From email concerning James Tour and Joshua Swamidass: Livestream on Friday May 22, 2020.
I was listening to the discussion that you and Dr Tour had on “Capturing Christianity” channel about the origin of life. I myself am not a biologist or chemist; I am completing MSc in Energy Systems at Oxford. I am a Christian, and I find arguments for intelligent design (that the coded information in the cell points to some activity by an intelligent agent) to be the most reasonable from what I’ve read and heard on the origin of life. In the video, you stated that, among other things, there should be a clear idea of who the designer is and what he can or cannot do for ID to be a proper scientific argument. To be honest, I didn’t agree at all, so I wanted to understand your thoughts better. For example, the SETI program looks for signs of intelligent life in the universe, and receiving some digital signal with coded information would be an evidence for that. Would you say that we must know who sent the signal and what the sender can and cannot do for us to infer that there is intelligence behind it (as a reasonable scientific proposition)? Or say if we went to Mars and found some form of a machine there (e.g. a computer, but much more sophisticated than ours, so that we couldn’t even build a copy of it), would you say that we must know who built that computer and what they are capable of in order to infer that some intelligence must’ve designed it.
To be clear, if I understand correctly, Stephen Meyer doesn’t even claim that all of the cell is best explained by intelligent activity; he proposes that ID adds another analytical tool (insofar as informational content is concerned), because the only cause known to produce coded information is intelligence. As an analogy, if there was a single chemical reaction known to produce some feature of cell, it would be scientifically reasonable to infer that that reaction too place in abiogenesis, alongside with everything else. It seems to me that the reason ID hypothesis doesn’t state who the designer is is precisely for it to be a scientific hypothesis, because scientifically speaking we can only infer that some intelligence did it, just as we would if we receive a radio signal (like in the movie “Contact”) or discover a machine on another planet. Just as many scientists believe that solely chemical processes must’ve been responsible for abiogenesis without necessarily being able to specify which processes exactly, so do I (admittedly non-scientist) believe that we can construct a scientific argument for ID without being able (within the strict limits of biochemical science) to identify who the designer exactly is, for that would be a philosophical (in my case, theological) inference. I look forward to hearing your thoughts on this subject, and wish your family stays safe during the current crisis.
I’m not going to answer this completely now, but I’ll start. There seems to be some real confusion about how science detects design. Case in point is SETI.
In both these cases, scientists would be forming and refining (informally or formally) a model of the designer. A great example is how scientists ruled out human-design of the COVID-19 virus, with a particular model of design: COVID-19 genome and design detection. In the case of SETI, in almost all cases they start with a model of how aliens would produce a signal. When putative signals have been found, they look for other evidence of the designer to confirm, which once again depends on a model of the designer.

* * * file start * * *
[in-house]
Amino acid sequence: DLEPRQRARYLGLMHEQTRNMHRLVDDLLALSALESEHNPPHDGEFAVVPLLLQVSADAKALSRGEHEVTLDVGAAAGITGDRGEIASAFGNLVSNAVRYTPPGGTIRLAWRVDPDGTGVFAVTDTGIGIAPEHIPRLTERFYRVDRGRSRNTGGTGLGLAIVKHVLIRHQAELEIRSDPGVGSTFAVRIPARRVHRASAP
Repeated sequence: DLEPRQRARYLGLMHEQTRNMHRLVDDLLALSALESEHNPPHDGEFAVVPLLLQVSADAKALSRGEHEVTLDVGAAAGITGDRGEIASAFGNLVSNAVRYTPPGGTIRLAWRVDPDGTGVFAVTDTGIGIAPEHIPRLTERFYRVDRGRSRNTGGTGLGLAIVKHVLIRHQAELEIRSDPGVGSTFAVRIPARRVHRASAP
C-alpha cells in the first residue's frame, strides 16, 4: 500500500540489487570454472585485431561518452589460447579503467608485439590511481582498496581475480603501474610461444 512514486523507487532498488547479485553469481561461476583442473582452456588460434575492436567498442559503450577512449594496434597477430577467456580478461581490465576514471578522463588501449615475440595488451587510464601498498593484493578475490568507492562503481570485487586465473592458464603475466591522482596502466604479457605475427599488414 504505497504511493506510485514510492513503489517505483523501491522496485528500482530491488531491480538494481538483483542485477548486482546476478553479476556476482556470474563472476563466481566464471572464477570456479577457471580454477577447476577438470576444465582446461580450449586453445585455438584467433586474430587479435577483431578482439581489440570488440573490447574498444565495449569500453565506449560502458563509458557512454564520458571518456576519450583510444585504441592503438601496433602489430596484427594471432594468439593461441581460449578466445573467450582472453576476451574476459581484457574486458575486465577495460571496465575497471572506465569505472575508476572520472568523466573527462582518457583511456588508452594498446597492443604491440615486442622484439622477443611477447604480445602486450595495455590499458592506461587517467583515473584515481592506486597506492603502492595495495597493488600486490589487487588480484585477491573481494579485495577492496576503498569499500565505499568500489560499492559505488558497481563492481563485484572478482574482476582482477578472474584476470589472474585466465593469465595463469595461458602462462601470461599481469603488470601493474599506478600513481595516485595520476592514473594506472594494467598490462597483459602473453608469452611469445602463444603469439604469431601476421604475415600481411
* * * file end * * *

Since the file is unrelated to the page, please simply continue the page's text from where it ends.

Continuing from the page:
SETI, also, has the distinction of never touting a signal as evidence of intelligent aliens. So their filter has been very successful. In contrast, ID has touted several signals that fell apart on scrutiny.
There is also a misleading analogy being used here, regarding a “machine on another planet.” It is notable that they did not say “life on another planet.” We can already see that this changes the character of the question entirely. The fact of the matter is that, even if life is in fact designed, it doesn’t have the same signature of design as would machinery.
Moreover, if we did find machinery on another planet, we would immediately consider different models of a designer. On top of the list would be other people on earth who sent it there, and that’s an example of a model of the designer. Until there was confirmation of an extraterrestrial designer by other lines of evidence, it is highly unlikely we would conclude it was an intelligent alien.
I could go on, but it is important to keep in mind that when Meyers draws analogies to these different things, these analogies break down. Where and how spectacularly the break down is important. SETI is a good case study, in fact, because the methodology used by SETI is inconsistent with the methodology used by ID. I agree with Meyers, however, that science can and should consider design. In fact, it already does. The innovation of ID, however, is to consider design without considering a designer, but that doesn’t work in science. That’s the problem in the end.
There could be a way forward. Some IDists have proposed models of designer, and I have endeavored to engage these models with rigor: Winston Ewert: The Dependency Graph of Life.